|The U.S. military has a lot to do and spends a lot of money doing it. For the major defense contractors, simulation training and support is not just big business – it is a huge business. |
Lockheed Martin, one of the world's biggest defense contractors, has nearly 3,000 employees working in its simulation, training and support division; more than half of those under one roof at their Orlando, Florida facility.
Using computer simulators to train soldiers is cost effective and safe, and here Lockheed is developing simulations of all sorts; providing training in combat convoy procedures, using various weapon systems, flying and navigating the newest jet fighters, even using simulation trainers, to teach simulation training.
Looking much like high tech video games, the advanced simulators provide basic to advanced training for operating countless vehicles, individual and multiple weapon systems, in all different environments and conditions. They are used individually, preparing soldiers for various operations, and are also networked, enabling team leaders to practice war games, using different configurations of vehicles and weapon systems.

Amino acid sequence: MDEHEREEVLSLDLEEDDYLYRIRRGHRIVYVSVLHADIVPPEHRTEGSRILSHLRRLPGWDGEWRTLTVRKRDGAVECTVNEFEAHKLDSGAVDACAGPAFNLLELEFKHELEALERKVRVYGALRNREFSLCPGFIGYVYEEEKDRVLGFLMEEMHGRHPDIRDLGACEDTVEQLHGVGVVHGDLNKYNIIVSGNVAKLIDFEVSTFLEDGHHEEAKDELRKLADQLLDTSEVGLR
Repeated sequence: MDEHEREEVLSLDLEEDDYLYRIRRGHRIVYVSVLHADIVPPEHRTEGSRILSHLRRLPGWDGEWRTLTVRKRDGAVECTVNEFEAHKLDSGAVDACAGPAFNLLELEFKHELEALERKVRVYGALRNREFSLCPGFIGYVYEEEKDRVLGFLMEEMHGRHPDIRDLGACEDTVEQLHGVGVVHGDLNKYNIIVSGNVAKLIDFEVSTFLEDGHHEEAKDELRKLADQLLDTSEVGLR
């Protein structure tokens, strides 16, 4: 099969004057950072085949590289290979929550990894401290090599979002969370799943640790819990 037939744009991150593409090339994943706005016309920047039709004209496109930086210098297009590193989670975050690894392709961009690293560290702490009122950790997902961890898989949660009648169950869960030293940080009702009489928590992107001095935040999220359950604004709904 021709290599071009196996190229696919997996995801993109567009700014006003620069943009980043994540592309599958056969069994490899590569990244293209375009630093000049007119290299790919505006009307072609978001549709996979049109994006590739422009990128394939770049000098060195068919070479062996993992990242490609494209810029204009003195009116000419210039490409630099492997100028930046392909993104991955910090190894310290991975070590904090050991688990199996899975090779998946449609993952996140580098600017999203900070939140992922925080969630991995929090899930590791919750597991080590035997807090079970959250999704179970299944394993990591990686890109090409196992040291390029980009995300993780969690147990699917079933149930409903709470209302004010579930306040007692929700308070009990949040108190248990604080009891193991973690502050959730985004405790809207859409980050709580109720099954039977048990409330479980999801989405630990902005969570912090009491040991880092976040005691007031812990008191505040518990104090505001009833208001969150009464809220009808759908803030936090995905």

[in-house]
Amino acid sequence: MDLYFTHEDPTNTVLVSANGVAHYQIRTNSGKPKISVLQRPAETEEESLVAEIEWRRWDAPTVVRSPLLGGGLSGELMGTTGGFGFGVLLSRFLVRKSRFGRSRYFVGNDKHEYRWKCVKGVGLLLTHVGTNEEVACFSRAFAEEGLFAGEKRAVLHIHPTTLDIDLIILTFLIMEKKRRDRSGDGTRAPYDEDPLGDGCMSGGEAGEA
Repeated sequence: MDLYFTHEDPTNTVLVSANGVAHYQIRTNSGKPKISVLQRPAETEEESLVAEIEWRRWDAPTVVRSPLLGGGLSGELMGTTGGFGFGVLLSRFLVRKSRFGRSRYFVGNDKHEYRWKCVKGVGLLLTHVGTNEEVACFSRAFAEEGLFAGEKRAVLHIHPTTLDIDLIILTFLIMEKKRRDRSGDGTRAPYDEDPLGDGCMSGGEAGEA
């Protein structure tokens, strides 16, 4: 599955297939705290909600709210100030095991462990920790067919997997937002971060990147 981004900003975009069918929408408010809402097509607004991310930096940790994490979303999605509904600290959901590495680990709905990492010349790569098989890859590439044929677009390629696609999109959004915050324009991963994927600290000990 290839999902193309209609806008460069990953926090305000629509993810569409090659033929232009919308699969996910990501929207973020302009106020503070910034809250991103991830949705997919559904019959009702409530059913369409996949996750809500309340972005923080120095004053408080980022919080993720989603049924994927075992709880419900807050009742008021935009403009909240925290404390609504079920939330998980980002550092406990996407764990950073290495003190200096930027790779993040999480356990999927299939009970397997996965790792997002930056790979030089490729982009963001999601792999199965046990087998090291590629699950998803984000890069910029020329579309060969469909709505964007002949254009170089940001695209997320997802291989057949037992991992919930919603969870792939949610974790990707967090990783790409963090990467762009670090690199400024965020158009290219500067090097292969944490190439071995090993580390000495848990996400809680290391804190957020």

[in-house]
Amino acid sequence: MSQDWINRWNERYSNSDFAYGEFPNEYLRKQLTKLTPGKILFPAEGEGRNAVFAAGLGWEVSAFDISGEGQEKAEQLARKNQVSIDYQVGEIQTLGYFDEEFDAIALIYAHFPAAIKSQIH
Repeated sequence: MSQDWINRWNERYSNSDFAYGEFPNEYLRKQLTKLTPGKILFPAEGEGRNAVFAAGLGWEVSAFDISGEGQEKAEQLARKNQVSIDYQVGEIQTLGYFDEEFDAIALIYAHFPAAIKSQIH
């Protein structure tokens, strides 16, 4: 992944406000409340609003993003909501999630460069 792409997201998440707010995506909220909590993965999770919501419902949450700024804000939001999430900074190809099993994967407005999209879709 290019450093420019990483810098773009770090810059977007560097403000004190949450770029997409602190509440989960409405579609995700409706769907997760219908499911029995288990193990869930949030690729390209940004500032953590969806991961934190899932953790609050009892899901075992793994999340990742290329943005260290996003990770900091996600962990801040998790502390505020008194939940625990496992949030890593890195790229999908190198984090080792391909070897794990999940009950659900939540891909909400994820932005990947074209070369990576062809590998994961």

Ground simulators train soldiers to maneuver as units through virtual environments. Live-fire targetry and tactical engagement systems prepare soldiers for operating under stress by exposing them to simulated combat situations, and likewise, prepare military leaders to address future conflicts.
The flight simulators take pilots from initial qualification training all the way through real-time, virtual combat mission rehearsals. Military officials say simulation training is essential and has been vitally important for US military operations in Iraq.
There are also non-military uses for the simulators. Lockheed says some of the technology developed is used by law enforcement agencies around the world. Vehicle simulators for water, land and air, are important, cost effective training tools for student drivers of trucks, buses, industrial and emergency vehicles of all sorts and 'virtually' accident free.